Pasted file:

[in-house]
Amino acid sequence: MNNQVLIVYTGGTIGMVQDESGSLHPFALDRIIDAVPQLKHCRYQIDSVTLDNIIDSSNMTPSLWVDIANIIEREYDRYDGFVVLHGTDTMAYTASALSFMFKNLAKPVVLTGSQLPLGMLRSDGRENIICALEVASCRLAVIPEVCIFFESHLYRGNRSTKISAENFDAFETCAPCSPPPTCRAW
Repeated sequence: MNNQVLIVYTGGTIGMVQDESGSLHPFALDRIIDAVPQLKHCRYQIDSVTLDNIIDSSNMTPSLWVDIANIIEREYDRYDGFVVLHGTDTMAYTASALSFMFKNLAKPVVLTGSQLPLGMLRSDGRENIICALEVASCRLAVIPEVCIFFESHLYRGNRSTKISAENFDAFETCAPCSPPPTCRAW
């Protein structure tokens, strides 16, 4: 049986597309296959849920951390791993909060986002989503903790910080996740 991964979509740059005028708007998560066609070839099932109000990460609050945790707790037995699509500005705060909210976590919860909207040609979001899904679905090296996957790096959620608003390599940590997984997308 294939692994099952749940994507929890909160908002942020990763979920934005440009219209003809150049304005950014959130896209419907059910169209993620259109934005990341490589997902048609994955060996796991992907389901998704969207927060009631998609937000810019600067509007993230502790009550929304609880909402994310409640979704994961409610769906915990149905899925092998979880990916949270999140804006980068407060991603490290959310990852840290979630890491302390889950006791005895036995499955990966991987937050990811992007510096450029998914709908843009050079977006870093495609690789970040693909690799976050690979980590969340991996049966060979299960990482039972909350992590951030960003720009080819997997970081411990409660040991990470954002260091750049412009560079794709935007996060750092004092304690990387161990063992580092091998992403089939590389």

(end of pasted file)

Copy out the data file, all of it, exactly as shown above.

[in-house]
Amino acid sequence: MNNQVLIVYTGGTIGMVQDESGSLHPFALDRIIDAVPQLKHCRYQIDSVTLDNIIDSSNMTPSLWVDIANIIEREYDRYDGFVVLHGTDTMAYTASALSFMFKNLAKPVVLTGSQLPLGMLRSDGRENIICALEVASCRLAVIPEVCIFFESHLYRGNRSTKISAENFDAFETCAPCSPPPTCRAW
Repeated sequence: MNNQVLIVYTGGTIGMVQDESGSLHPFALDRIIDAVPQLKHCRYQIDSVTLDNIIDSSNMTPSLWVDIANIIEREYDRYDGFVVLHGTDTMAYTASALSFMFKNLAKPVVLTGSQLPLGMLRSDGRENIICALEVASCRLAVIPEVCIFFESHLYRGNRSTKISAENFDAFETCAPCSPPPTCRAW
């Protein structure tokens, strides 16, 4: 049986597309296959849920951390791993909060986002989503903790910080996740 991964979509740059005028708007998560066609070839099932109000990460609050945790707790037995699509500005705060909210976590919860909207040609979001899904679905090296996957790096959620608003390599940590997984997308 294939692994099952749940994507929890909160908002942020990763979920934005440009219209003809150049304005950014959130896209419907059910169209993620259109934005990341490589997902048609994955060996796991992907389901998704969207927060009631998609937000810019600067509007993230502790009550929304609880909402994310409640979704994961409610769906915990149905899925092998979880990916949270999140804006980068407060991603490290959310990852840290979630890491302390889950006791005895036995499955990966991987937050990811992007510096450029998914709908843009050079977006870093495609690789970040693909690799976050690979980590969340991996049966060979299960990482039972909350992590951030960003720009080819997997970081411990409660040991990470954002260091750049412009560079794709935007996060750092004092304690990387161990063992580092091998992403089939590389």